Is there a mathematical approach to profiling

A recent article in the New York Times discussed the issue of profiling. Click here for the article.

Essentially, the article concluded that strong profiling is not effective at detecting malfeasors (people who want to do bad things). Therefore, why profile at all? The article also suggested an alternative mathematical method that may have more effect. Now, before you go commenting on this, I’d suggest that instead of reading what NYT thought about it, you read the actual abstract and the published article in the Proceedings of the National Academy of Sciences to the United States of America. You can find it here.

What you will find, besides a ton of math, is that the profiling that was studied was based on prior probabilities such as race, ethnicity, religion and nationality. The methods of profiling used at U.S. airports is based on behaviors, not these other components.

Both, TSA’s behavior detection officers, and those at Boston/Logan, Miami International, San Francisco and other airports that have hired New Age Security Solutions to train their airport personnel, are trained NOT to focus on race, ethnicity, religion or nationality but instead to focus on the behaviors of individuals in the airport. The authors of the recent paper do discuss whether passengers who are more likely to be suspected of being malfeasors may change their behavior, but this did not appear to be the focus of the study.

While there are some that downplay the benefits of behavior detection, keep in mind that behavorial profiling is not only natrual – we all do it as a survival mechanism – but it is effective. The best case study is the case of Anne Marie Murphy who was caught trying to carry a bomb onto an El Al aircraft in 1986.

The better question is this: what type of behavior training is more effective? The methods promoted by Paul Eckman, much of which were adopted for use by TSA, or the methods taught by New Age Security Solutions (NASS). Eckman is a renwoned authority on body language having published “Telling Lies,” (also the basis for the TV show “Lie to Me”) and other books on the subject and for developing the program that TSA adopted for it’s Behavior Detection Officer program.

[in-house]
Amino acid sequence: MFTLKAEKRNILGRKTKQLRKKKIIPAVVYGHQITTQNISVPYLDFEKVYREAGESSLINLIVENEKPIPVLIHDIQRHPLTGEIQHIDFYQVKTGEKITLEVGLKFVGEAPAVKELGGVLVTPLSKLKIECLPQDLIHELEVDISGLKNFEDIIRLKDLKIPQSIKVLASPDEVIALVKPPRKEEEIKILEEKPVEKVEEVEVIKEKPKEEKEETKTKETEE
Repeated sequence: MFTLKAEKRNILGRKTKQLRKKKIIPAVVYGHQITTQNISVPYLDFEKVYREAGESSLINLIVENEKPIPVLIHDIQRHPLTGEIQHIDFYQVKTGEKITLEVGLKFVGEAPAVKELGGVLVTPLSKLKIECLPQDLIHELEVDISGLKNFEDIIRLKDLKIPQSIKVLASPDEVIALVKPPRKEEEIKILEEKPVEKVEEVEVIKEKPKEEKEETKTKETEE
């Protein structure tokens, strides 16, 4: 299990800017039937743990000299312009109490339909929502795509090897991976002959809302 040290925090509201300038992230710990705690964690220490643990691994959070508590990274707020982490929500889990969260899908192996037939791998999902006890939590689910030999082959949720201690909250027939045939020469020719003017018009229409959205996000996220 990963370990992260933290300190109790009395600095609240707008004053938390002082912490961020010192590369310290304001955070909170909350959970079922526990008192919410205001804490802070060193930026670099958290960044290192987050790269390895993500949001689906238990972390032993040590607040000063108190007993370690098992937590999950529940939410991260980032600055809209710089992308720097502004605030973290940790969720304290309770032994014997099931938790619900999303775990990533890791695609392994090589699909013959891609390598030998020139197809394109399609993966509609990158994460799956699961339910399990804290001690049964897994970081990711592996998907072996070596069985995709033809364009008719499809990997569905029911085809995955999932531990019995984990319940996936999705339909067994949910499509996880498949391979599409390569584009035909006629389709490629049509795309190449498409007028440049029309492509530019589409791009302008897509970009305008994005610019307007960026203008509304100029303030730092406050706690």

NASS was founded by Rafi Ron, a former security director at Ben Gurion International Airport in Israel. He brought the Israeli model of profiling (sans factors that related to race and nationality) to Boston’s Logan International Airport. The program has since been implemented at several other airports in the U.S. The security directors at those airports have been very positive in terms of feedback on the program.

An interesting question would be: which type of profiling training is more effective? We likely cannot measure this by how many terrorists each program catches, since we don’t know how many terrorists have been caught or deterred. While some would point to this fact as their argument for questioning whether profiling works, keep in mind that the programs have caught numerous criminals, illegal aliens, those with fraudulent identification, and other assorted crimes. We do know that profiling flagged shoe-bomber Richard Reid on his first attempt (the one that made the news was the second attempt), and profiling caught the individual with bomb making components in Orlando International Airport in 2007.

For the most part, we don’t know if the behavior programs have deterred terrorists from attempting to pass through the airports, no more than we would know how security screening technology (x-rays and magnetometers) have deterred individuals from trying to carry weapons and explosives onto an aircraft. What we do know, is that the most secured airport in the world, Ben Gurion, has successfully used profiling, and it was a standard practice at many European airports both before and after 9/11. Sometimes a good idea, is just a good idea.


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